Chicory - Common Vegetables - A Curious History of Vegetables: Aphrodisiacal and Healing Properties, Folk Tales, Garden Tips, and Recipes - Wolf D. Storl

A Curious History of Vegetables: Aphrodisiacal and Healing Properties, Folk Tales, Garden Tips, and Recipes - Wolf D. Storl (2016)

Common Vegetables

Chicory (Cichorium intybus)

Family: Compositae or Asteraceae: composite, daisy, or sunflower family

Other Names: blue sailors, succory, and coffeeweed; also called cornflower, although that name is more commonly applied to Centaurea cyanus. Common names for foliosum varieties of chicory include endive, Belgian endive, French endive, red endive, radicchio, sugarloaf, witloof (white endive)

Healing Properties: lowers blood lipids, soothes inflamed eyes, detoxifies intestines, promotes urination (diuretic); ideal for liver and gall bladder

Symbolic Meaning: faithfulness in love, bitter longing, the vegetation goddess’s love for the sun god, the soul’s love for the higher self

Planetary Affiliation: Jupiter, Saturn

Chicory lettuce is one of the few vegetables—next to leeks and lamb’s lettuce—that is robust enough to defy cold wind and the first frosts when all of the other vegetables have long since been harvested. Common chicory relatives in the northern climates are endive lettuce, white endive, radicchio, and sugar loaf. Sugar loaf—an interesting name, given that it’s rather bitter—makes a very large head, similar to cabbage in size and compactness; and though its leaves are relatively tender, it can withstand quite a strong frost. Sugar loaf can be eaten raw in salads or stewed as a vegetable, and nicely complements beef. Less bitter endive lettuce is also hardier than regular lettuce; in northern climates it can be planted in August for tasty fall salads. Radicchio, originally from Italy, is closely related to sugar loaf and makes for a colorful addition to any salad with its red, white-ribbed leaves. White endive or witloof is a crisp, yellow-white, torpedo-shaped salad plant whose cultivation is very work-intensive; fortunately, it’s available in most supermarkets nowadays.

Most people do not know that the endive plant is none other than beautiful blue-flowering chicory that grows wild along roadsides and pathways, found over the entire northern half of the globe. And it blooms readily: if a gardener leaves chicory lettuce in the garden over the winter, the next year it will blossom back into this typical divaricating flowery shrub. Chicory flowers from midsummer and on into the fall, but the blossoms only open on sunny days. Historically, each blossom blooms for only one day—from exactly 5:00 until 11:00 AM. This cosmic rhythm is so exact that the Swedish botanist Carl Linnaeus (1707-1778) planted chicory in his famous flower clock in the botanical garden in Uppsala. (Nowadays this rhythm seems to have been disturbed, with the flowers blossoming into the afternoon without necessarily following the sun as they used to. It is surmised that electromagnetic disturbances such as microwave radiation and WiFi may be responsible for this.)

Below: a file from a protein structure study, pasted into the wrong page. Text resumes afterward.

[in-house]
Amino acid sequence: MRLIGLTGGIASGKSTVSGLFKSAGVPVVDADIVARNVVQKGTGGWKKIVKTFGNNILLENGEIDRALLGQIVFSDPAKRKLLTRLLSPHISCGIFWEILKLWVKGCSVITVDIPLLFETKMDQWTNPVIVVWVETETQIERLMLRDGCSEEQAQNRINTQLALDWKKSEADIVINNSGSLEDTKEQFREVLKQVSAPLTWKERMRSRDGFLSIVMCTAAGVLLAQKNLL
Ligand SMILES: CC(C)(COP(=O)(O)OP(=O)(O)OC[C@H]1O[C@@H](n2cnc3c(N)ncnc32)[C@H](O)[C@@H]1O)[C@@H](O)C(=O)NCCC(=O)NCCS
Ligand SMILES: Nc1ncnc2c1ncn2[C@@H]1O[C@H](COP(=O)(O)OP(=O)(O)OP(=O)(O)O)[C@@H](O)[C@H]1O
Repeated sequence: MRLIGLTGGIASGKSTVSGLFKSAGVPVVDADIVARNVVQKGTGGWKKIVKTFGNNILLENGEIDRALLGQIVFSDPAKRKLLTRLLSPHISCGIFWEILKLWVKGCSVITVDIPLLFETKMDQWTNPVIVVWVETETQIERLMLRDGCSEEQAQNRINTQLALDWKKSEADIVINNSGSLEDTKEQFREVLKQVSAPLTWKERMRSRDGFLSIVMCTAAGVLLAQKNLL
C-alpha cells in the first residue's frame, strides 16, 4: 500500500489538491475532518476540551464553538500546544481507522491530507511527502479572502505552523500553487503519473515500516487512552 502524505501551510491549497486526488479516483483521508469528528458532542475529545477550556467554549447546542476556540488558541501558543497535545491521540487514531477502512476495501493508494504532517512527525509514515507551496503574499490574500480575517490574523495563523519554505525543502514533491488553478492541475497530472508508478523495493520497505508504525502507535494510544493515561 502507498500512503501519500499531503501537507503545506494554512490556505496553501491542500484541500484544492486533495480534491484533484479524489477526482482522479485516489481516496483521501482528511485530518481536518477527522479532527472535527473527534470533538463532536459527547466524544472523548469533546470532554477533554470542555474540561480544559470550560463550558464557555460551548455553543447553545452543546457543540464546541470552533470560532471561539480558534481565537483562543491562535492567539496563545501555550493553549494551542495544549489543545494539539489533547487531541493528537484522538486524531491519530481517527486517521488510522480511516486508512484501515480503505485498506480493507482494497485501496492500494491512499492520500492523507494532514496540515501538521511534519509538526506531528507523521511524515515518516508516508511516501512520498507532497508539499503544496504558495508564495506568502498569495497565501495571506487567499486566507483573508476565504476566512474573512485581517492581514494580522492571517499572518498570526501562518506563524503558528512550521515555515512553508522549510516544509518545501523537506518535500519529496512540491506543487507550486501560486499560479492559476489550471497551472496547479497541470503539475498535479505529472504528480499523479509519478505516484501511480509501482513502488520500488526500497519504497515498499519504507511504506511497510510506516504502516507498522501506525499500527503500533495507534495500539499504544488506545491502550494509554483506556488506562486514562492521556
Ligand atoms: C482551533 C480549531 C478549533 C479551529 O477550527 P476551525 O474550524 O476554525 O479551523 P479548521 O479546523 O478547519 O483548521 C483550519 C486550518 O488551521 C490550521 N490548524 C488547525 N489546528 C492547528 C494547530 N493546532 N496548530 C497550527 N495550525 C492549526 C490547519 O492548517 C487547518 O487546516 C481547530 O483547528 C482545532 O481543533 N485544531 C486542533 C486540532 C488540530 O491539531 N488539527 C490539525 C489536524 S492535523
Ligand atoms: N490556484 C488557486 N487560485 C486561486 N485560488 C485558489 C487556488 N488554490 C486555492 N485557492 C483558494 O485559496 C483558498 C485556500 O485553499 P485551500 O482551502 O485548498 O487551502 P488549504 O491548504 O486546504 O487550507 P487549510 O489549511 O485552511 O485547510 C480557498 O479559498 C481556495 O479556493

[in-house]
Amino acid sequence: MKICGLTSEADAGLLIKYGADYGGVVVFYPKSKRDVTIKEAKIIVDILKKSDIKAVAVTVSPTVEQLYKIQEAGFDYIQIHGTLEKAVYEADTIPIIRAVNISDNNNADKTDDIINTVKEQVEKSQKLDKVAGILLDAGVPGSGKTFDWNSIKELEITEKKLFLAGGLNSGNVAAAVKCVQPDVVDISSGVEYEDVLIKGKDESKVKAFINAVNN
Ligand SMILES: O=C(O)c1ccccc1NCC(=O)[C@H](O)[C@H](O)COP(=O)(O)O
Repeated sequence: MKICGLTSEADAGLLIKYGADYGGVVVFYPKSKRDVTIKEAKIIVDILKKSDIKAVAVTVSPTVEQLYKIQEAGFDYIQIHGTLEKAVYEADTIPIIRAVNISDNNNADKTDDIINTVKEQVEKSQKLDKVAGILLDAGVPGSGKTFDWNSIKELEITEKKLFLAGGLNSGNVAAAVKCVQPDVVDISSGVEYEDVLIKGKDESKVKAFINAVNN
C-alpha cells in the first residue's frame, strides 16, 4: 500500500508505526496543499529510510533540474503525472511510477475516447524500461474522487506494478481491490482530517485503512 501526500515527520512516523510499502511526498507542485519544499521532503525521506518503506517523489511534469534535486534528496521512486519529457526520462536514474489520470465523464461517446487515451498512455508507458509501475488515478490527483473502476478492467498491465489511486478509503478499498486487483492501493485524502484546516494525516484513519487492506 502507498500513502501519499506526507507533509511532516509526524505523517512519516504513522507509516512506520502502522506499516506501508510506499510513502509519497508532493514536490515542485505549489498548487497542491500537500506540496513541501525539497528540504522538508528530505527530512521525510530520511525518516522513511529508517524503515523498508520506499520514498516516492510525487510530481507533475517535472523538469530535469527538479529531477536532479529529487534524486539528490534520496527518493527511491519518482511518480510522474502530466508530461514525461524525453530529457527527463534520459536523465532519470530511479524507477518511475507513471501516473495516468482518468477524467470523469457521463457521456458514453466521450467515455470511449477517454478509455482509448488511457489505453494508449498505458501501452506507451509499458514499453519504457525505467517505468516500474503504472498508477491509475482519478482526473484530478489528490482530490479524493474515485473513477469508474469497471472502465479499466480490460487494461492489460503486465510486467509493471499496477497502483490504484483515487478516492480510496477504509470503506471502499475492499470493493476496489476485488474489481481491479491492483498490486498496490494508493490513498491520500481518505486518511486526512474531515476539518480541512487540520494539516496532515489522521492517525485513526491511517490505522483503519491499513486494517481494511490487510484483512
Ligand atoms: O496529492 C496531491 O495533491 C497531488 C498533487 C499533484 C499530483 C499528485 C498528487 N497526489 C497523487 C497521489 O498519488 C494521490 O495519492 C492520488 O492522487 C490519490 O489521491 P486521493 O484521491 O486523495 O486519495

Illustration 29. Chicory (Joachim Camerarius, Neuw Kreütterbuch, 1586)

Toward the end of the eighteenth century in northern Europe, when coffee was exorbitantly expensive, roasted chicory root was added to coffee beans as a stand-in. Indeed, the Prussian king Fredrick the Great (1712-1786), ever ready to reduce the outflow of capital spent on luxury imports like coffee, encouraged the extensive cultivation of chicory. The addition of chicory makes coffee stronger and darker; the French acquired a taste for this mocca faux(false coffee) and brought it to their colonies in America. (The lasting Southern preference for bitter, dark coffee later got a boost during the Civil War, when the Yankee blockade cut Louisiana off from oversea coffee imports; to this day one can still find roasted chicory root brewed with coffee in New Orleans. Indeed, the French, too, like roasted chicory root in their coffee today.)

As is often the case with culture, one practice begets another. In 1830, Flemish gardeners began planting chicory roots in boxes and letting them bud underneath a clean layer of turf and sand to keep them blanched while sprouting. They marketed the harvested product as Brussels chicorée or witloof. But they can’t be credited with the inspiration; in earlier times the shoots of wild chicory were covered with a basket or a pot to bleach them for milder taste.

Chicory Lore and Magic

Many would be surprised to learn that chicory was once a highly esteemed, even sacred plant. In pre-Celtic times the plant was seen as an embodiment of the goddess of vegetation, the lovely daughter of Mother Earth. As her lover and husband is none other than the radiant sun god, son of the highest heavens, the chicory goddess always watches for him with her comely blue eyes. For the Greeks the plant was the enchanted nymph Cynthia, the lover of radiant Phoebus (the sun god Apollo). It’s not surprising, then, that an old name for chicory common in the Middle Ages was sponsa solis: sun’s bride.